Let’s talk about the beautiful game. I made the fateful decision to captain a company kickball team. After struggling with the basics, like a league that wouldn’t support my company paying for the entire team at once, we were ready to go. Last season, I assumed the captaincy of the team after the original team leader went on a six-week training trip to the Philippines. Out of a 25-person roster, we had trouble getting enough people to play on a weekly basis. I was determined to make sure that didn’t happen this year.
Week one was a learning experience. Even though I drove to the field in advance of the game and sent directions, a couple of people got lost. This league is a bit cheap, so instead of having paid refs, teams have to provide refs. I had to attend a ref clinic instead of gathering my team prior to game one. We got a 20-page booklet that explained the rules. I was glad that we would play a game before playing ref.
We had 13 people show up for the first week. My first task was coming up with a “kicking” lineup and figuring out where everyone went on the field. There are 11 people on the field for kickball. It’s kind of crowded. Also there is a rule that four females have to be on the field at once. I started week one with a five infielder and four outfielder alignment. I pitched, which is really rolled.
In last year’s league, the strategy was to have the pitcher “rush” the kicker, because most of the women bunt. If you bunt to the third base side, it’s really hard to throw someone out at first. The ball is ten inches in diameter. One advantage of kickball over baseball is that you can throw people out by hitting them with the ball. If you miss, the ball is still in play. Not good.
Our first game was against a team called Joe T’s Warriors. There was no advance scouting reports. At the start the Warriors, even the guys, bunted a lot and we struggled. Our two soccer players, Aedren and Kevin, came through in the three and four hole of the kicking order, knocking in all five runs in a 5-2 win. Was it this easy?
We reffed a 1-0 kicker’s duel. During the ref clinic, the WAKA rep told us that an official game was five innings. Our game was over in about 30 minutes. In the nightcap, we found out that a game could go as far as seven innings. We felt somewhat gypped but at the same time we won.
Another quirk of kickball, at least in this league, is that fouls and strikes are not the same thing. It’s hard to strike out, since the strike zone is one foot to either side of the plate. Fouling out, which is four fouls, happens every once in a while.
In week two I was smart enough to create a kicking order and put everyone on the field. There were two problems. In week one it was about 70 degrees. In week two it was 50 and cloudy. In Atlanta, that’s pretty darn cold. Because of this, no one warmed up prior to the game. We just huddled together and waited to meet our nemesis, Swift Kick in the Grass.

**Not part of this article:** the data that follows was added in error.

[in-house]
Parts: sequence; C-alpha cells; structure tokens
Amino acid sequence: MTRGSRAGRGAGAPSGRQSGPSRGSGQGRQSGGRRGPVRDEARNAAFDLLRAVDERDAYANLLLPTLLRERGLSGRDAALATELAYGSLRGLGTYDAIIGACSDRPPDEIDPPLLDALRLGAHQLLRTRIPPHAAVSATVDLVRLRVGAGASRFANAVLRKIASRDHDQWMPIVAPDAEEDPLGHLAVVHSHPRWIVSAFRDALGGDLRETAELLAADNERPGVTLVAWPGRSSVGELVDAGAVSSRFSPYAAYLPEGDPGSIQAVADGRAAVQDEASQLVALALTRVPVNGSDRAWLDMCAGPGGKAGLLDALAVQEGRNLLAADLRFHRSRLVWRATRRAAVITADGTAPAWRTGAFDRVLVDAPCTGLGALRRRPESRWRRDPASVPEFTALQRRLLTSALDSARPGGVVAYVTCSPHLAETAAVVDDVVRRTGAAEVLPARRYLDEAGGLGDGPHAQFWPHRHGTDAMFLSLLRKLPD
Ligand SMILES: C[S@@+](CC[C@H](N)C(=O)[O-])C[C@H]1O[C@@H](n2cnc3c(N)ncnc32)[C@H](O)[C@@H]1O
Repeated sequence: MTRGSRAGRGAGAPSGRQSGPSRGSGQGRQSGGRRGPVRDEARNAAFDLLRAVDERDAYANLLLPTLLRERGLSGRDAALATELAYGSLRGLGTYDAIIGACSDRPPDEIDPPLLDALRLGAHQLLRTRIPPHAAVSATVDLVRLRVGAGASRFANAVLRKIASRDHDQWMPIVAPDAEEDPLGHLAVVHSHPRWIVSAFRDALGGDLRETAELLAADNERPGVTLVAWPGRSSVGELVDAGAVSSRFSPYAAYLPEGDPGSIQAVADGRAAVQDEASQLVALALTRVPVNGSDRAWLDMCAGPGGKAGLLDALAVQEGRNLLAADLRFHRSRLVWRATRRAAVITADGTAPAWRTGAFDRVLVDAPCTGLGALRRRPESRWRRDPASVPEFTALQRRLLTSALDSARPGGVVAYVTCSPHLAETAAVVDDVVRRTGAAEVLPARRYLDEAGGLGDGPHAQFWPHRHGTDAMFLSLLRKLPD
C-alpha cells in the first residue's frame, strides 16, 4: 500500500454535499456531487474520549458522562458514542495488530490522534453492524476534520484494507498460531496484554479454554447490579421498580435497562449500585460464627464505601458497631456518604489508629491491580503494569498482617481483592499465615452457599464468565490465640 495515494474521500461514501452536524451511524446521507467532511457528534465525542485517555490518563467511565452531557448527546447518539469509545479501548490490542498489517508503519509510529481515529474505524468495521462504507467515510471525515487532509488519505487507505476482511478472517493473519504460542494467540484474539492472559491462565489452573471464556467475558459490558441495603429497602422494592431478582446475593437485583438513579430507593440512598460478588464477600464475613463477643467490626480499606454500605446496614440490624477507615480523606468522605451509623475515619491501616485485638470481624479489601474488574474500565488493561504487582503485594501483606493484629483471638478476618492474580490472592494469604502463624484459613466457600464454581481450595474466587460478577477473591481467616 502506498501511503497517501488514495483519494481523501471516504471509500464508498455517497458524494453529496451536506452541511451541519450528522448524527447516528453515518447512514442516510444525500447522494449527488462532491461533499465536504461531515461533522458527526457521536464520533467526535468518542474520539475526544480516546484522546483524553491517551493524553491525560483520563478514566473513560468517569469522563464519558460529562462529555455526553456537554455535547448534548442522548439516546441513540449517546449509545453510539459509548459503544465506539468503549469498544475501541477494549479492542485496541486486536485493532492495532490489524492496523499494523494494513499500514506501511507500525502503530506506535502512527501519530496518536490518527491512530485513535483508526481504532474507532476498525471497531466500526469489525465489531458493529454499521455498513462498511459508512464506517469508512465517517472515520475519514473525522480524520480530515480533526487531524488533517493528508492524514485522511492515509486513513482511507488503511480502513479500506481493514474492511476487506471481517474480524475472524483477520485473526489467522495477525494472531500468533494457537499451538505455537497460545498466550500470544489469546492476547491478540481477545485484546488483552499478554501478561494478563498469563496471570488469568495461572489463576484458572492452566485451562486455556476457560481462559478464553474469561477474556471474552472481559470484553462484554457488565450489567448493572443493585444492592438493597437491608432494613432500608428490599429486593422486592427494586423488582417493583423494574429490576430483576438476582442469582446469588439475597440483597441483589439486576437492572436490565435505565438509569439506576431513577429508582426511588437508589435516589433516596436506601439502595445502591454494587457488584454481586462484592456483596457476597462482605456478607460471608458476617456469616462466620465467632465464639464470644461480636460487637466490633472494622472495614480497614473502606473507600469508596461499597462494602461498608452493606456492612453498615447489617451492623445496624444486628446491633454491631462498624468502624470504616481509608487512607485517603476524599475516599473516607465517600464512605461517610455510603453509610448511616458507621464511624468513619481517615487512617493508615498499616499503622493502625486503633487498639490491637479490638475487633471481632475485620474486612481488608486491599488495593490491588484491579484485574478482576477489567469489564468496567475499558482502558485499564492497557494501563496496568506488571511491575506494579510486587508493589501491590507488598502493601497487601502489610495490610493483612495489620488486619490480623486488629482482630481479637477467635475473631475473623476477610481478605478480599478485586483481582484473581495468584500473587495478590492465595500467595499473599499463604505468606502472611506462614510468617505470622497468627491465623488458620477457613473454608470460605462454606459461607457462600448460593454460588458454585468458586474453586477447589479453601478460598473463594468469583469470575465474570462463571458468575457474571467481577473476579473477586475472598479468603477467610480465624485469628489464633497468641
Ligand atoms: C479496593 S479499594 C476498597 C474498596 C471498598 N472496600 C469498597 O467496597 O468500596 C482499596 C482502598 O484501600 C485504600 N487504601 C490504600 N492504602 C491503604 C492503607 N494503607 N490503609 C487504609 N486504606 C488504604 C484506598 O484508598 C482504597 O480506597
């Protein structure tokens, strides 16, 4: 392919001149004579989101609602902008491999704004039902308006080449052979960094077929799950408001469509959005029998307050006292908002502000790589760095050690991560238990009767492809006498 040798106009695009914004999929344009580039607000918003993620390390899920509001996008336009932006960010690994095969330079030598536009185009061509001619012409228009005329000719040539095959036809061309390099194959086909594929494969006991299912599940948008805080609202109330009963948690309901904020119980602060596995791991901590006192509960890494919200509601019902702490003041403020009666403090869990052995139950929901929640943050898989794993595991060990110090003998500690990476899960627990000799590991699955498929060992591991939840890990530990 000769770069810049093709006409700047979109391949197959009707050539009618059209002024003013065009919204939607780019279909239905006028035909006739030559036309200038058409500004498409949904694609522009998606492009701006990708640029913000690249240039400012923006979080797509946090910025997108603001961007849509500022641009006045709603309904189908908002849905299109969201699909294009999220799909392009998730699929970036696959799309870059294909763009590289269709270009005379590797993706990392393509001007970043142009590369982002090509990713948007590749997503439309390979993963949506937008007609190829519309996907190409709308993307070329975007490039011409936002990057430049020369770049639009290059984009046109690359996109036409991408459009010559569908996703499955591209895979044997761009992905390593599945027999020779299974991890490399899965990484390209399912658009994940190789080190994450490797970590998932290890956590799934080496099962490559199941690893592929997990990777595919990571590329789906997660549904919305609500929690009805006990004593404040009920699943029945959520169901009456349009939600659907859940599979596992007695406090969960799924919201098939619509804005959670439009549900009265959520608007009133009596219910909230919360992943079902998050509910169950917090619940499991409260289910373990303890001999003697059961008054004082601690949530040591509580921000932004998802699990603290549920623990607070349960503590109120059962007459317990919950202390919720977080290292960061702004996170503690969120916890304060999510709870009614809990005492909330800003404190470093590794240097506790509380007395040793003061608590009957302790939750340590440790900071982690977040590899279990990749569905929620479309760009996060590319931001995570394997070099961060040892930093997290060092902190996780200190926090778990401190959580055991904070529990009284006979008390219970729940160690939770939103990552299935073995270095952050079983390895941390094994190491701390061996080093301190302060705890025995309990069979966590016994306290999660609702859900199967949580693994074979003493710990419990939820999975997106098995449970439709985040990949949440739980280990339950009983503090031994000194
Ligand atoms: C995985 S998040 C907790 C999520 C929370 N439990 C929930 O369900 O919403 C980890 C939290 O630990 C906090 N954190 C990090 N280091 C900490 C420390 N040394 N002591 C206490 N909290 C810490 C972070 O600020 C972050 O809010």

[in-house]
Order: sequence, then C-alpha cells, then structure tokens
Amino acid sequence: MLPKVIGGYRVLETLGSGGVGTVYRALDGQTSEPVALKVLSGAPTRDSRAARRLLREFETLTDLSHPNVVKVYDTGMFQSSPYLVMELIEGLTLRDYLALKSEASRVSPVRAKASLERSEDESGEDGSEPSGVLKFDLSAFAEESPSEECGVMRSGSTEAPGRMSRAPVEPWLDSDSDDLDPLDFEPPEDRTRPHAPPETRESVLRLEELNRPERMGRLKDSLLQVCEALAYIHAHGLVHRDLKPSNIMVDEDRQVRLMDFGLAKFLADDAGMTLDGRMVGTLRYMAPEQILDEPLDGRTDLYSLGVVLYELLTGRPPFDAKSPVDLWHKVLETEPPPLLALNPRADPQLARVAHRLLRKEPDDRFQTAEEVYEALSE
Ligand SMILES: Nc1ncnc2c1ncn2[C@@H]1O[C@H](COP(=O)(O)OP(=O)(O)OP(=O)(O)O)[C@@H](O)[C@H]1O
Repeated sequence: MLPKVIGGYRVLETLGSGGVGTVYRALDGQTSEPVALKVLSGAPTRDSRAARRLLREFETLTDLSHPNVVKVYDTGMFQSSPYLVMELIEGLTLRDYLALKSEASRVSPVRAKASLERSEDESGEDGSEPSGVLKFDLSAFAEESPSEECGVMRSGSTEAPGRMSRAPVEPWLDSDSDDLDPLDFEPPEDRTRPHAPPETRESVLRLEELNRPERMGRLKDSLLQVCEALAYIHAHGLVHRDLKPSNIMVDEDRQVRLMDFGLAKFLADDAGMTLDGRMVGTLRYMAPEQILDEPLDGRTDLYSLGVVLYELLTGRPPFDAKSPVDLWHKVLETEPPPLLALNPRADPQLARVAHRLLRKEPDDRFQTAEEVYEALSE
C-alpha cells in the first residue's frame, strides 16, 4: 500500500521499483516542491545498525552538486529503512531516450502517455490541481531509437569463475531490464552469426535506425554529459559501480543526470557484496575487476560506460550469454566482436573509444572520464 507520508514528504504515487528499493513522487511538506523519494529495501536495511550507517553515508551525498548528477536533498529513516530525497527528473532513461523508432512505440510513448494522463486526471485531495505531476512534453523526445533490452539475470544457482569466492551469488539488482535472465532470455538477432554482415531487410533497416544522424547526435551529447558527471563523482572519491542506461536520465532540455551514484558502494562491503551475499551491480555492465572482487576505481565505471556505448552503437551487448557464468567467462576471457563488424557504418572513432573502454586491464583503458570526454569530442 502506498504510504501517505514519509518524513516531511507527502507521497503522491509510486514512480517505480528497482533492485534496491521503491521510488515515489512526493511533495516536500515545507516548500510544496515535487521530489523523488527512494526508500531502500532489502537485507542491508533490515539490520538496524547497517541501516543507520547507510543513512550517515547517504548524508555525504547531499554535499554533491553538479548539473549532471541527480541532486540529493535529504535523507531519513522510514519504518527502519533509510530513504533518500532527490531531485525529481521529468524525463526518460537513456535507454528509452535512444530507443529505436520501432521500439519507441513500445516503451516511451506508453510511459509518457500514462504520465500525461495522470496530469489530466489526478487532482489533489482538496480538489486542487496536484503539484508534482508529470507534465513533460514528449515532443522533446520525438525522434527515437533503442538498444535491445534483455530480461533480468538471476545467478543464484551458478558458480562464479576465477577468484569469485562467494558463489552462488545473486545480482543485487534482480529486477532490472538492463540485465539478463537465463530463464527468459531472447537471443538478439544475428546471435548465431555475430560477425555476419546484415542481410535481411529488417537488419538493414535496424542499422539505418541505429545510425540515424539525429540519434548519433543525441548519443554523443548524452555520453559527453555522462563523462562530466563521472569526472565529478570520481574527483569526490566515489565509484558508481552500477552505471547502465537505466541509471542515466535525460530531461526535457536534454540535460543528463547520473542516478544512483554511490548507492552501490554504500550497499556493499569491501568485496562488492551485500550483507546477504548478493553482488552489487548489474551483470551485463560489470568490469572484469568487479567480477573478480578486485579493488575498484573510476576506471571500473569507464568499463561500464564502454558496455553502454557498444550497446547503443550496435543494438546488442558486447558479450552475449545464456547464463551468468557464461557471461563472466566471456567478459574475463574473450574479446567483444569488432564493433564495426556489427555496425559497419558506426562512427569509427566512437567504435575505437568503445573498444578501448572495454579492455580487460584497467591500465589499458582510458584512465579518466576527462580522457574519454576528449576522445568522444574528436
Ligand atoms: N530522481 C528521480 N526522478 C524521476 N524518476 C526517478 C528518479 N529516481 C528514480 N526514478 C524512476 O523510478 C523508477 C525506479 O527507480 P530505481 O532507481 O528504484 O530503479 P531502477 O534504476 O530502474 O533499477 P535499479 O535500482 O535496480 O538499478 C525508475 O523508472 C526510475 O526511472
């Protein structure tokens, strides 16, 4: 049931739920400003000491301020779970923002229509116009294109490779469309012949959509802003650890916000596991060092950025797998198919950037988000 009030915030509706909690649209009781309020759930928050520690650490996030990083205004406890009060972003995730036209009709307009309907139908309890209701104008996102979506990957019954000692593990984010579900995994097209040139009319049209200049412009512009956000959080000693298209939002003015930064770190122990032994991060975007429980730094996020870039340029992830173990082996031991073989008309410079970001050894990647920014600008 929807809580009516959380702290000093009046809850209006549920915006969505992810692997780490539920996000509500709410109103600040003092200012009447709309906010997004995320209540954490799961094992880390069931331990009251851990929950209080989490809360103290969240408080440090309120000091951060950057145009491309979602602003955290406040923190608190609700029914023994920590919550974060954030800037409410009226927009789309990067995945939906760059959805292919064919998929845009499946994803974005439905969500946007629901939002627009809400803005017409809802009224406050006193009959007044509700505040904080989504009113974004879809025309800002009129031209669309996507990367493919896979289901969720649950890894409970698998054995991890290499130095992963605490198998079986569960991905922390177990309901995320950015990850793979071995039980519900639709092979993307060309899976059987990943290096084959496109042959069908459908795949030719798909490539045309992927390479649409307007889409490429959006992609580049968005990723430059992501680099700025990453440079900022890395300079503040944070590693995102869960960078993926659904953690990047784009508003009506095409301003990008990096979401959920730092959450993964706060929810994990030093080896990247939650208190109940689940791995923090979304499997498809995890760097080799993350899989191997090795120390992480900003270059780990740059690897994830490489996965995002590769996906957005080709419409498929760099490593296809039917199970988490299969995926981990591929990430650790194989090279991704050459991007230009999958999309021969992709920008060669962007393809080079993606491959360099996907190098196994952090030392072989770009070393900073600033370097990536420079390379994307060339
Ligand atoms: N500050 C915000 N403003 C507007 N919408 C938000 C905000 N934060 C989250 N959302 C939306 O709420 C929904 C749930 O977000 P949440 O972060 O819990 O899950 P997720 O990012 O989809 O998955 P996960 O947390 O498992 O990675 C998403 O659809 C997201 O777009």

It was a 2-2 tie in the top of the fourth when it started falling apart. We cycled in one of our guys at catcher when the team started bunting a lot. That led to issues in the outfield. With players on first and second, I got a force-out at second when I should have taken out the lead runner. A drop in the outfield led to two runs scoring. We were down 5-2 in the bottom of the sixth. Three of our players had pulled quad muscles. Kicking the ball is tough on the body, since you have to balance on one foot and kick a somewhat heavy ball. If you’re not warmed up, you can pull something.
The inning started with two singles. I came up to the plate. I inserted myself at the second spot of the lineup. It was a mistake, since I hadn’t figured out how to kick yet. My first kick was a pop-up (easy to do). I tried a bunt my second time up. Sadly, my bunt didn’t go to third. It went directly to the pitcher. The third time I had an epic at-kick.
I took the first two pitches. One was a ball and the other was a bouncy strike. I kicked at the third one and it went foul to first base. I turned on the fourth pitch, which landed just foul to the third base side. That’s what I was trying to do. On the fifth pitch I knocked the ball past the third baseman. A run scored. I was on first base, the tying run with our sluggers coming up. We were going to pull off an improbable rally. In two pitches it all went wrong as both guys popped up.
We lost. Our players limped off the field and we chatted for a bit. Way more people asked me how the team did after the loss as opposed to after our victory. It’s tough not to take the losses personally. At least as captain I can choose to not listen to the advice of fellow teammates.
Box score line of the week: Dontrelle Willis gave up one hit in five innings against the Sox yesterday. He also walked seven (and struck out zero). The Sox like to swing at almost anything, so being a bit wild can be a good strategy. I’m pretty happy with the start against two tough division rivals on the road. I’d like to see a win in tonight’s series finale on ESPN2. It’s not like the Sox are going to be a regular fixture on Sunday Night baseball.
Week two wasn’t as fortunate. Our opponent was Swift Kick in the Grass.